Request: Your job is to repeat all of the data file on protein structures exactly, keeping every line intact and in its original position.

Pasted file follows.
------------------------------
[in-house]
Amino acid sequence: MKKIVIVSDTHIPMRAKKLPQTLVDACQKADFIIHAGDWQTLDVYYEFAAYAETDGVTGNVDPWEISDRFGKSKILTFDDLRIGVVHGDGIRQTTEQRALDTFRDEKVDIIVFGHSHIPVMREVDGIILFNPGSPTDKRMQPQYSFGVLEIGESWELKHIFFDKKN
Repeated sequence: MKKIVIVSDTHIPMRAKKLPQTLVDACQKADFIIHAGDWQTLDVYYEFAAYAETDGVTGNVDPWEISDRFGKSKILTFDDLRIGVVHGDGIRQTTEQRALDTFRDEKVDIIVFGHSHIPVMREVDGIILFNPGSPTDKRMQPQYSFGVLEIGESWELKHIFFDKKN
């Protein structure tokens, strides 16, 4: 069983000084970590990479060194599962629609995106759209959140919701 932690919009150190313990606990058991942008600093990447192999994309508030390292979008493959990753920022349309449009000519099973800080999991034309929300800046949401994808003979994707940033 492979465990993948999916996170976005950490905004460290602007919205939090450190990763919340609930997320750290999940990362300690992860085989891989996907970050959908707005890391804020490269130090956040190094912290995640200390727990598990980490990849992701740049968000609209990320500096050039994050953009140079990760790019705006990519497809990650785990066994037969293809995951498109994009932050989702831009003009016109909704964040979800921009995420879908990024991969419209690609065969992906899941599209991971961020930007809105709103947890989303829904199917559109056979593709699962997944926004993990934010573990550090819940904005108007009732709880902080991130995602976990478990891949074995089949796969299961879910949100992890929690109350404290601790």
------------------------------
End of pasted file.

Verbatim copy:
[in-house]
Amino acid sequence: MKKIVIVSDTHIPMRAKKLPQTLVDACQKADFIIHAGDWQTLDVYYEFAAYAETDGVTGNVDPWEISDRFGKSKILTFDDLRIGVVHGDGIRQTTEQRALDTFRDEKVDIIVFGHSHIPVMREVDGIILFNPGSPTDKRMQPQYSFGVLEIGESWELKHIFFDKKN
Repeated sequence: MKKIVIVSDTHIPMRAKKLPQTLVDACQKADFIIHAGDWQTLDVYYEFAAYAETDGVTGNVDPWEISDRFGKSKILTFDDLRIGVVHGDGIRQTTEQRALDTFRDEKVDIIVFGHSHIPVMREVDGIILFNPGSPTDKRMQPQYSFGVLEIGESWELKHIFFDKKN
């Protein structure tokens, strides 16, 4: 069983000084970590990479060194599962629609995106759209959140919701 932690919009150190313990606990058991942008600093990447192999994309508030390292979008493959990753920022349309449009000519099973800080999991034309929300800046949401994808003979994707940033 492979465990993948999916996170976005950490905004460290602007919205939090450190990763919340609930997320750290999940990362300690992860085989891989996907970050959908707005890391804020490269130090956040190094912290995640200390727990598990980490990849992701740049968000609209990320500096050039994050953009140079990760790019705006990519497809990650785990066994037969293809995951498109994009932050989702831009003009016109909704964040979800921009995420879908990024991969419209690609065969992906899941599209991971961020930007809105709103947890989303829904199917559109056979593709699962997944926004993990934010573990550090819940904005108007009732709880902080991130995602976990478990891949074995089949796969299961879910949100992890929690109350404290601790």